Trade between Estonia and countries in Central Asia, such as Kazakhstan, Uzbekistan and Kyrgyzstan, grew abruptly last year. For example, goods export to Kyrgyzstan grew by more than 50 times. The government does not know to what extent this constitutes bypassing Russian sanctions.
Estonian exports to Kazakhstan amounted to €11 million before the Russia-Ukraine war in 2021 but grew six times during the first war year, to €78 million. The tendency can be observed regarding other countries close to Russia. The value of goods exported to Kyrgyzstan grew by 55 times, which was 19 times for Armenia and 1.3 times for Uzbekistan.
Exports to Kazakhstan included agricultural machinery and vehicle spare parts, which cannot be exported to Russian due to Western sanctions. Cars also topped the list of exports to Kyrgyzstan. Goods move from Estonia to Central Asian countries largely through Russia, either by truck or train.
This spike in export volumes can also be observed in Finland. The value of goods exported from Finland to Kyrgyzstan grew eight times, the Finnish public broadcaster Yle reported in early March (link in Finnish).
The European Bank for Reconstruction and Development (EBRD) published a report in late February according to which the export volume of goods EU countries and the U.K. export to Kazakhstan, Kyrgyzstan and Armenia and that are subject to Russia sanctions grew by 30 percent more compared to unsanctioned goods.
The report also points out that the export growth doesn't come close to offsetting the drop in the trade between Russia and the West.
Toomas Tirs, Estonia's ambassador to Central Asia, said that the West has no idea how much of goods sent to Central Asia end up in Russia as it is very difficult to ascertain.
"These are massive countries. The border between Kazakhstan and Russia runs for over 7,500 kilometers. We have no way to monitor it, while the EU and USA are engaged in constant dialogue with the authorities in Kazakhstan, Uzbekistan and Kyrgyzstan. Official data is exchanged and analyzed. Specific concerns are voiced, concerning computer chips, for example, and transparency sought to make sure these do not end up in Russia. We might see a reaction at some point. For example, that the U.S. will sanction certain Central Asian companies for reselling certain technologies, while this is, again, a matter of speculation," Tirs said.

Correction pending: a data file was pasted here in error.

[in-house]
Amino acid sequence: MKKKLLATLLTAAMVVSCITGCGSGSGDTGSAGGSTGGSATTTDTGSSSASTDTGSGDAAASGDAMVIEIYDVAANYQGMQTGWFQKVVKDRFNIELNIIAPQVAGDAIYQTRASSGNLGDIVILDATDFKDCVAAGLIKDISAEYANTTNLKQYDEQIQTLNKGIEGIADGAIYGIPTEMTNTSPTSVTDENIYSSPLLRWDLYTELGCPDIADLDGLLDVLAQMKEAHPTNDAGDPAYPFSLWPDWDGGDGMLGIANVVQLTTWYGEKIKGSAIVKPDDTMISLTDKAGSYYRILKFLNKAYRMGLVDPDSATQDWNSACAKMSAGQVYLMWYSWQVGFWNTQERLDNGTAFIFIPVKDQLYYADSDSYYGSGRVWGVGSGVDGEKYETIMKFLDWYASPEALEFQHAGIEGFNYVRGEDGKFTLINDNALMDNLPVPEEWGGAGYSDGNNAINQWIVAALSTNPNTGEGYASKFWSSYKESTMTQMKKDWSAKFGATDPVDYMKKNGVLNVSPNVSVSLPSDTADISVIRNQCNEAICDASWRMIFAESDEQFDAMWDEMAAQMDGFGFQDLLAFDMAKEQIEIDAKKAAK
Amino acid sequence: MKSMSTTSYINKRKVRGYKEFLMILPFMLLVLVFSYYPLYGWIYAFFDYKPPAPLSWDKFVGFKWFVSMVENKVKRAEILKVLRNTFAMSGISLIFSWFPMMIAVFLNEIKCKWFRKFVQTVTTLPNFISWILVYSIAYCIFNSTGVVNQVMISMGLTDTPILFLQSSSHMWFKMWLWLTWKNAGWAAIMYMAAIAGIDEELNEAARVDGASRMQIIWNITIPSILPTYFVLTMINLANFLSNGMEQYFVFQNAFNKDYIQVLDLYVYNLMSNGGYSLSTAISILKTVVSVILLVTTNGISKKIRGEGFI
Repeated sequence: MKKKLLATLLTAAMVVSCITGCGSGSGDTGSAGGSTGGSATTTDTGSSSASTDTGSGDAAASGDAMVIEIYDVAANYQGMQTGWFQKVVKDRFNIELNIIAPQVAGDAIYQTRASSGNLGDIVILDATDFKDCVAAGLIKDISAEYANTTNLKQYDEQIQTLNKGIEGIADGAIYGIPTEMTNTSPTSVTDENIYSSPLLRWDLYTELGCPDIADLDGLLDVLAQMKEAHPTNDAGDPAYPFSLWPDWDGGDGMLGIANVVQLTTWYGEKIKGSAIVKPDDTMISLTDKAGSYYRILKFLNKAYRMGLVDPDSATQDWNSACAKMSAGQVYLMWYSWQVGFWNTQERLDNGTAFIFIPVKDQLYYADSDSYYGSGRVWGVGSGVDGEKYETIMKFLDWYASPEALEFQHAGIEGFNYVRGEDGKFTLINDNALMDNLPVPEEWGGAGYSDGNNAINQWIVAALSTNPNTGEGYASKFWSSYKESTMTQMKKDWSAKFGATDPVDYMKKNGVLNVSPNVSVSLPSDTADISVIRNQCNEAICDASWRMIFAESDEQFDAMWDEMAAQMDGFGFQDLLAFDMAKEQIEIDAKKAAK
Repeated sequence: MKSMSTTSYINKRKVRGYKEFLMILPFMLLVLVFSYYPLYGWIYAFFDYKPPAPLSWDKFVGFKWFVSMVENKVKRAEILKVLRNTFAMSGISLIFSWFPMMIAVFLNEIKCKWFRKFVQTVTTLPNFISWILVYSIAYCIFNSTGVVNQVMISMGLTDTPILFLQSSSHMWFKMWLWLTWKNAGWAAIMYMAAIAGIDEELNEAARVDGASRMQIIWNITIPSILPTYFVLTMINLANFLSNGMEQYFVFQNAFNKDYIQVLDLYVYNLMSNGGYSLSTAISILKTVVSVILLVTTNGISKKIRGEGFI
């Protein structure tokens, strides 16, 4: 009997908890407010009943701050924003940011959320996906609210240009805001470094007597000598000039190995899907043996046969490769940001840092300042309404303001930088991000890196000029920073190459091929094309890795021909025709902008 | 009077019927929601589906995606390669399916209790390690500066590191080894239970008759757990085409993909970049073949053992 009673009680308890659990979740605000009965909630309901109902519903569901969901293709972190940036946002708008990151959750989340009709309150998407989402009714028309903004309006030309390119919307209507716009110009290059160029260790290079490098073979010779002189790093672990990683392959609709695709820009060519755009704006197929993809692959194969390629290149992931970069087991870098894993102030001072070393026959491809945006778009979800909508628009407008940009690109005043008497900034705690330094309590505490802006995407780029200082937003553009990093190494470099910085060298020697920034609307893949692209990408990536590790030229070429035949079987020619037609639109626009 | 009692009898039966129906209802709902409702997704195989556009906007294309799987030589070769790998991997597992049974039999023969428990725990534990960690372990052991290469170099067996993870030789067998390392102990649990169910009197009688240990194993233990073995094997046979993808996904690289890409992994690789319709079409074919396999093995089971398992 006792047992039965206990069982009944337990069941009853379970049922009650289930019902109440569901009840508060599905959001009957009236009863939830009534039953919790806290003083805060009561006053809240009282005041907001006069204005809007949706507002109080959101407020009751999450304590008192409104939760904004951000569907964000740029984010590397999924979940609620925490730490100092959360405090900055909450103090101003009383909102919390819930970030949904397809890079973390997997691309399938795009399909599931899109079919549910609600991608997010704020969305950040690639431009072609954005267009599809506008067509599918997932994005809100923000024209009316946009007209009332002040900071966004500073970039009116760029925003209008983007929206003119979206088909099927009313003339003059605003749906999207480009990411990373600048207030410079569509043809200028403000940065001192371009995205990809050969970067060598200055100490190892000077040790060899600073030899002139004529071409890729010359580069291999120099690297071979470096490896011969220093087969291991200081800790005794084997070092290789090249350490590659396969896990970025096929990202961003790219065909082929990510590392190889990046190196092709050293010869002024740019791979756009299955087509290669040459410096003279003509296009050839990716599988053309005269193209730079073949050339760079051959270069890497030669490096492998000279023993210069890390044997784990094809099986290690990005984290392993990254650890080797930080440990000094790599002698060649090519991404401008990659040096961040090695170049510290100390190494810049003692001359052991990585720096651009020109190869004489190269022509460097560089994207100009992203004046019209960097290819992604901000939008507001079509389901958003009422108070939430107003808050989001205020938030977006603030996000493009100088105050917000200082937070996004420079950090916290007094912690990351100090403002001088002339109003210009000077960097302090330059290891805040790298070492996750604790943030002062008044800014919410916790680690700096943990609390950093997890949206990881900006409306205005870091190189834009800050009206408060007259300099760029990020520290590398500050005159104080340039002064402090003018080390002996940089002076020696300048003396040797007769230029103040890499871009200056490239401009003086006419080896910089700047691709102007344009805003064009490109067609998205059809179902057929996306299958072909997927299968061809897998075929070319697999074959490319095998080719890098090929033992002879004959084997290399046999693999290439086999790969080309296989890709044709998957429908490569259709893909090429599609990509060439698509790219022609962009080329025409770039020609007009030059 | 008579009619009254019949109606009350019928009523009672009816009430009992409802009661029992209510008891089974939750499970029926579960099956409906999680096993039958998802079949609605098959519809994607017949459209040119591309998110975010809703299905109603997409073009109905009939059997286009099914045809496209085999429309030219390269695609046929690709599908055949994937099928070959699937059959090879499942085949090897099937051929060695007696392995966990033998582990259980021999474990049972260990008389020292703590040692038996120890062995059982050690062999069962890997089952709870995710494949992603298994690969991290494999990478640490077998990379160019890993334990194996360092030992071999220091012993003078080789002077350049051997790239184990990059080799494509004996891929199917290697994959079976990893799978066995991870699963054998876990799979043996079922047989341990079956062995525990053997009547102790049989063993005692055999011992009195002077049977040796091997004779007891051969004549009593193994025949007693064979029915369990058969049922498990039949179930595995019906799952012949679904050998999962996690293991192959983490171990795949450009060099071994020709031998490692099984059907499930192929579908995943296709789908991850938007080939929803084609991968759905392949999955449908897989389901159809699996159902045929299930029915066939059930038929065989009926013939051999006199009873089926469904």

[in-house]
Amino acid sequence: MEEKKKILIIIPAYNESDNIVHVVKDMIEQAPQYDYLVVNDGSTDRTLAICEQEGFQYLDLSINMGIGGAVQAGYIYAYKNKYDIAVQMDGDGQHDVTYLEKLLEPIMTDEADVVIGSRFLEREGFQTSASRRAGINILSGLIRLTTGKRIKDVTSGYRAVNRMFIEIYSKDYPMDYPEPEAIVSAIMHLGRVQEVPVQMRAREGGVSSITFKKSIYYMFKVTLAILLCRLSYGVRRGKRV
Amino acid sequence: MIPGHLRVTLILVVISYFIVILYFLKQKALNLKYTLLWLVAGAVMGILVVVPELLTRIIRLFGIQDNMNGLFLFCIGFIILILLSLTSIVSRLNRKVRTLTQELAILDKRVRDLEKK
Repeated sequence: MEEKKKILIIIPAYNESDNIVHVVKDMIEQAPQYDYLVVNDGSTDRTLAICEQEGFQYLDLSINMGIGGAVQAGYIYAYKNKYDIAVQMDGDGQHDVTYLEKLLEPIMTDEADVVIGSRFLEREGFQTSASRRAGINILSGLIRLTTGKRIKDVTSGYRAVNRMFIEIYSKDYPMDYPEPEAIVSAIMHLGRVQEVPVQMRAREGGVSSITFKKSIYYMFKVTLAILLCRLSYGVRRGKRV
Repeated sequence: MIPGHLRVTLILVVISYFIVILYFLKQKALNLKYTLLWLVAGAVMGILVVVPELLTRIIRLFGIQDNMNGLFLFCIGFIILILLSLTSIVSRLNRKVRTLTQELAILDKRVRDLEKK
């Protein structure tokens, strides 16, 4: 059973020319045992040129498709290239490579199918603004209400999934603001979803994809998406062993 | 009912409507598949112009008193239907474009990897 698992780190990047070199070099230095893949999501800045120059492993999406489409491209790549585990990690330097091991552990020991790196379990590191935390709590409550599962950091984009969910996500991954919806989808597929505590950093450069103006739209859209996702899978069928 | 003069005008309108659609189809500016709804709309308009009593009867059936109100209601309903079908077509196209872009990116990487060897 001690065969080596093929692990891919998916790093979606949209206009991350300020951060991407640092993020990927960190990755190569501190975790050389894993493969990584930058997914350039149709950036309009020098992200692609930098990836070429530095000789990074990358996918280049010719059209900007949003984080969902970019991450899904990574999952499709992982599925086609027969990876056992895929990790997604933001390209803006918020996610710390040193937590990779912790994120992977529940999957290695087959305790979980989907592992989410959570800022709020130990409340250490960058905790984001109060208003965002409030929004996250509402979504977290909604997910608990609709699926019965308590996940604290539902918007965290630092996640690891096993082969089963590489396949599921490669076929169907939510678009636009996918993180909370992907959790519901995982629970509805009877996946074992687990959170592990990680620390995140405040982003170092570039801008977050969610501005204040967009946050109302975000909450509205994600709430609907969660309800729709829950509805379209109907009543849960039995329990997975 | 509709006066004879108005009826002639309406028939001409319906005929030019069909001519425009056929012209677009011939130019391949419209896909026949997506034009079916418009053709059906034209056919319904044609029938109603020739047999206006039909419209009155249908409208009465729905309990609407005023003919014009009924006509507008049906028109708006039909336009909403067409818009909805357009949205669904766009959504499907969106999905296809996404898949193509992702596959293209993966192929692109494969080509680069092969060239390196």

Kazakhstan, Kyrgyzstan, Russia, Belarus and Armenia all belong to the Eurasian Economic Union and goods move easily between them.
Central Asian countries clear about not supporting shirking sanctions
Tirs remarked that Kazakhstan and Uzbekistan have both clearly stated that they are not facilitating the bypassing of sanctions and are working with Western countries.
"Central Asia has been clear in terms of not supporting efforts to circumvent sanctions. What might happen is that individuals or SMEs go to a wholesaler, buy ten washing machines or iPhones, put them in their van and drive to Russia. There is nothing stopping them from doing that as the goods have been legally declared in Kazakhstan and taken to a sales point. Or a family comes over from Russia, discovers new iPhones on sale, buys several of them, including for friends for which they then collect a small cut," Tirs explained.
Ambassador Tirs said that a part of increased trade is also down to the fact that while some brand goods, for example, clothing by Zara, were taken to Central Asia from central warehouses in Russia before the war, countries have been looking for ways to deliver goods straight from Estonia, also by using Estonian carriers, since then.
"We have an Estonian company that carries Swedish technology. Russia was its main market before the war. That business ended, while the company knew its Central Asian customers were buying from Russian warehouses. The firm is now active in Kazakhstan and Uzbekistan, selling its Swedish goods directly. It is not easy, of course, as the parent company, Estonian customs and tax authorities all work to make sure the goods actually end up in Kazakhstan," he said.
Editor: Marcus Turovski